Carla Garner

Independent Historian

Carla W. Garner is an independent researcher in Barrington, Illinois.  She has a BA in English from Northwestern University and an MLIS from San Jose State University.  The Racine, Wisconsin native has worked in the private sector for Bose Corporation, Heritage Wisconsin Corporation, and the Metropolitan Milwaukee Association of Commerce.  Her research has looked at information exchange among farm women, librarianship during the Depression, and library development in the rural Midwest.

Alma S. Jacobs (1916-1997)

Librarian Alma Smith Jacobs was the first African American to serve as the Montana State Librarian. She was a lifelong advocate of free access to library resources and was active in local and state civil rights causes. Alma Victoria Smith Jacobs was born in Lewistown, Montana on November 21, 1916. … Read MoreAlma S. Jacobs (1916-1997)

DeWitty/Audacious, Nebraska (1908- )

Located in the Sandhills of Cherry County, Nebraska, the settlement of DeWitty was established in 1908 by black homesteaders who constructed housing made of stacked sod.  These settlers farmed some of the least hospitable land in the state.  The families were spurred to the area by the 1904 … Read MoreDeWitty/Audacious, Nebraska (1908- )

Eddie Bernice Johnson (1935- )

An early career in health care led to political aspirations for Eddie Bernice Johnson, culminating in her current position representing Texas in the U.S. House of Representatives.  She is an advocate for women, children, and human rights. Born in Waco, Texas, in 1935 to parents Lee Edward Johnson and Lillie Mae … Read MoreEddie Bernice Johnson (1935- )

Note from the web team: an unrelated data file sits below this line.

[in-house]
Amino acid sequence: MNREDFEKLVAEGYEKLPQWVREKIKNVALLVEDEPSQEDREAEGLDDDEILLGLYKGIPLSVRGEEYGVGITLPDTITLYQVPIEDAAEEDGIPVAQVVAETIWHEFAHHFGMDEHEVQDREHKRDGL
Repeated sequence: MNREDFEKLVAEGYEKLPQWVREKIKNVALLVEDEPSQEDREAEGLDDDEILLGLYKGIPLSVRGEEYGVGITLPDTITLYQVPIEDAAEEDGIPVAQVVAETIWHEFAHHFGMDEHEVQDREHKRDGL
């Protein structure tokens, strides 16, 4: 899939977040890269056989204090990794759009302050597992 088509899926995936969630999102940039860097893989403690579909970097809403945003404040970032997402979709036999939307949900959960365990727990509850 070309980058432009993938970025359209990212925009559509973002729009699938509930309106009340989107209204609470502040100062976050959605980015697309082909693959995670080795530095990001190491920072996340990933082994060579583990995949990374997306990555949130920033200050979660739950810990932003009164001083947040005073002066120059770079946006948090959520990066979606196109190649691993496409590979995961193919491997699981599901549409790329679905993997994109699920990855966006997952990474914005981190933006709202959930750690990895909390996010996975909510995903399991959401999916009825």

Dewey Gatson (AKA Rajo Jack DeSoto) (1905-1956)

Automobile racer Rajo Jack DeSoto was born Dewey Gatson on July 28, 1905 in Tyler, Texas. (Previously published biographies have incorrectly listed his racing name as Rojo Jack.) Rajo Jack was barred from racing in many organized venues because of his African American heritage, but … Read MoreDewey Gatson (AKA Rajo Jack DeSoto) (1905-1956)

Gary D. Gayton (1933- )

Image Courtesy of Siebert Brandford Shank & Co., L.L.C Attorney and businessman Gary D. Gayton has spent most of his adult life as a civil rights advocate for those without a representative voice, including African Americans, Native Americans, and women. He was the country’s first … Read MoreGary D. Gayton (1933- )

Franklin A. Thomas (1934- )

Image Ownership: Public Domain Attorney and philanthropist Franklin A. Thomas was the first African American president of the Ford Foundation, the trust endowed by automobile manufacturer Henry Ford. The organization currently is the second-largest philanthropic foundation in the U.S., distributing funds for initiatives relating to … Read MoreFranklin A. Thomas (1934- )

Augustus (Augustine) Tolton (1854-1897)

Born into slavery in 1854, Fr. Augustus (Augustine) Tolton was one of the country’s first African American Roman Catholic priests. Tolton shares early black Catholic history with three brothers of Irish-African American ancestry: James, Sherwood, and Patrick Healy. The Healy brothers were ordained two to … Read MoreAugustus (Augustine) Tolton (1854-1897)

Jupiter Hammon (c. 1711-c. 1806)

Jupiter Hammon Address, 1806 Image Ownership: Public Domain Poet and essayist Jupiter Hammon published his writing while living and working as a slave in Revolutionary-era New England. He is believed to be the first published male African American poet. His essays were directed to slave … Read MoreJupiter Hammon (c. 1711-c. 1806)